For love of the game

Italians take the baseball field

Bill Palka
April 30, 2008

In the shadow of the Fiorentina soccer stadium, the place where most Florentines flock to watch sports, there is a place that few know of and most would not think to exist: a baseball diamond.


Scattered across the field, Italian boys, ages 8 to 11, are wearing red caps embroidered with an ‘F' to symbolize their city. Some are taking batting practice, others are being instructed how to properly turn a double play. Amidst all the throwing and swinging, a tall, lanky figure dressed in green and yellow shouts words of encouragement and instruction to those trying to play a game that is foreign to the majority of people in Italy.


Lee Foust's colorful practice garb is hard to miss. Even if you didn't know him, you might guess that he's from Oakland, CA just by looking at his Athletic's hat, shirt and jacket. The transplanted American teaches Italian literature at California State's campus in Florence, but every Tuesday and Thursday he coaches his son's little league team of the Ragazzi divison. Participation in Florence for the Federzione Italiana Baseball Softball (FIBS) climbed to 26 kids this year, enough to split the 8-11 year olds into two separate teams. The 15 teams in the Ragazzi division in Tuscany play games every Sunday, sometimes making long drives to other cities in the region.


At first Foust was on the same learning curve as the kids he was coaching. The father turned coach had to take classes in order to learn the vocabulary that Italians used when playing baseball. For example, the verb tirare is sometimes used to mean both ‘swing' and ‘throw'. With only had one year of Little League play, Foust also needed to learn the ins and outs of the game. He's no stranger to baseball, though, and experienced the glory days of the Oakland A's in the 1970s as a child.


Sometimes Foust finds that less athletic kids will try baseball as an altenative to soccer. The coach likes the challenge because seeing his players develop is rewarding. Parents, who are learning the game along with their children, often have trouble understanding the rules. ‘Italians can hardly conceive of a sport that isn't timed', Foust said.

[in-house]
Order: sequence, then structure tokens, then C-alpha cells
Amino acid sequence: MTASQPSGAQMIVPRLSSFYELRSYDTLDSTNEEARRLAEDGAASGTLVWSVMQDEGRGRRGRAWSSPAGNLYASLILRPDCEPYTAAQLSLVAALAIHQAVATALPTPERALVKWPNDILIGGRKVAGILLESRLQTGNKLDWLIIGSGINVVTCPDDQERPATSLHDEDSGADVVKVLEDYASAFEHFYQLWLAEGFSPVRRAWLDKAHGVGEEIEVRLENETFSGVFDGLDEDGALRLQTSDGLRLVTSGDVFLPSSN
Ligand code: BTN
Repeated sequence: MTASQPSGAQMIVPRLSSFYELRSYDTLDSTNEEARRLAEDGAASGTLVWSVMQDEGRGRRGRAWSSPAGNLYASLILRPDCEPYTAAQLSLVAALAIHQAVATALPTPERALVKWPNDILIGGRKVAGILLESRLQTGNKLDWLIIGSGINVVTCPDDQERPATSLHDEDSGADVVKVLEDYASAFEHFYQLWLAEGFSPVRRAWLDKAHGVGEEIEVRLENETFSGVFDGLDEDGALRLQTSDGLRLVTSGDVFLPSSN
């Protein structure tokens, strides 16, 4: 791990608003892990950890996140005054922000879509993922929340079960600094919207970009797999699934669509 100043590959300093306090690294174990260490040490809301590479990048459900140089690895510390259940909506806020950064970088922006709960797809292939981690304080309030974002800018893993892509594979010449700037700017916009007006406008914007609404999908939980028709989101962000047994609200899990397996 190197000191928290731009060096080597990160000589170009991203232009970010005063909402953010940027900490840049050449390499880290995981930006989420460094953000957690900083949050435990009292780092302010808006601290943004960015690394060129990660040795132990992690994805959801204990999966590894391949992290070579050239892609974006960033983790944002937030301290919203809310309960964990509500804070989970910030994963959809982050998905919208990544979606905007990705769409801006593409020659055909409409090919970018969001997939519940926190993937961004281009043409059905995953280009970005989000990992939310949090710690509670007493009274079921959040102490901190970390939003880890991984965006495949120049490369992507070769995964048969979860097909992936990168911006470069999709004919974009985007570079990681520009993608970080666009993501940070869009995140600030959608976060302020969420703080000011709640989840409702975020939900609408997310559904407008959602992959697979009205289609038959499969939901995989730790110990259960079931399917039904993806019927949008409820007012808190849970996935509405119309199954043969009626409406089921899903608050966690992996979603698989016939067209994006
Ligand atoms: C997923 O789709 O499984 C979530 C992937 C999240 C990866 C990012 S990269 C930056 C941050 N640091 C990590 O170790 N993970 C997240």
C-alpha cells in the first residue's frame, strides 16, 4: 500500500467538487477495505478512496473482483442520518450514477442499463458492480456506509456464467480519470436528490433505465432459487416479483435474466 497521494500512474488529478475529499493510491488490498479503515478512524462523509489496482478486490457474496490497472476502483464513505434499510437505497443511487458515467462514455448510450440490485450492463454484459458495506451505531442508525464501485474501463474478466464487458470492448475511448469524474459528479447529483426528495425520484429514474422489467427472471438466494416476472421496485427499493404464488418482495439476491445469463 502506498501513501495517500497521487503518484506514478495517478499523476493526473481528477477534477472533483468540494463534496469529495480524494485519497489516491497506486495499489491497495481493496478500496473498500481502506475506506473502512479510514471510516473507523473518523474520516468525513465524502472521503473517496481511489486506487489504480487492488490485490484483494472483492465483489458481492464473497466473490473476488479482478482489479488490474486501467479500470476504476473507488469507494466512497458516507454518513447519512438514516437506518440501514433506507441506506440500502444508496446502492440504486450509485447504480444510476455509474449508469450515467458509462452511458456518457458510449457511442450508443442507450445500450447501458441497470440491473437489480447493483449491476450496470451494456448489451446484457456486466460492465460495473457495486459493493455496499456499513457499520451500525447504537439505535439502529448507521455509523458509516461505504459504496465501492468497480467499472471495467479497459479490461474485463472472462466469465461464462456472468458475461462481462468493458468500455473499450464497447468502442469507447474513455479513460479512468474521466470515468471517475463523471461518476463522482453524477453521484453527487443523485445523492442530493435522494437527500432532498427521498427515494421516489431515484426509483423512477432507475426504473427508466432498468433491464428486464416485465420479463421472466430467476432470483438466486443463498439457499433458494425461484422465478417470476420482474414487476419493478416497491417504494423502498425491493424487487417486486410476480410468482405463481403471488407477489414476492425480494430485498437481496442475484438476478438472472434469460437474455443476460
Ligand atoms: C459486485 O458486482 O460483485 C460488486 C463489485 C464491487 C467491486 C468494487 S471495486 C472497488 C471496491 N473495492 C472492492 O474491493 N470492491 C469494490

That some people have caught on to baseball in Italy is evident when Little League practice is finished. A team of older men take the field and begin to run, stretch and throw. This is the Fiorentina team most Florentines know nothing about. Instead of wearing violet purple and earning large salaries, they wear red and black and hold a day job. These are the men who play for the love of the game, in front of 200 fans at the 3,000 seat Cerreti field.


Nicola Bellomo, Fiorentina's pitching coach, has been a part of the staff since 1990, and before that played for the team for 25 years. Currently the squad is one of nine that competes in Serie B, but Bellomo has been around to see Fiorentina play in Serie A1, the highest level of competition for baseball in Italy. Players are generally between the ages of 18 and 35 and have been playing ball for their entire lives. Few players, however, survive the standards of play as they grow older, or they simply lose interest. Moreover, just as soccer is more popular with girls than boys in the United States, so softball has attracted a more participation than baseball in Italy.


Bellomo says recruiting kids to play baseball is a difficult task since there are few Italian baseball stars for them to emulate. They follow American baseball, however, rooting for the Yankees, Mets and Red Sox. (Foust tells his team that rooting for the Yankees is like rooting for Florence's rival soccer team, Juventus.)

With most Major League Baseball games starting in the early morning in Italy, it is probably near impossible for baseball to become a popular game with a national following. The spectators will continue to watch the Fiorentina team that plays in the big stadium under the lights, but the other team is content playing the game they love in the shadows.



To learn more information about the Fiorentina team, visit

For information regarding FIBS, visit



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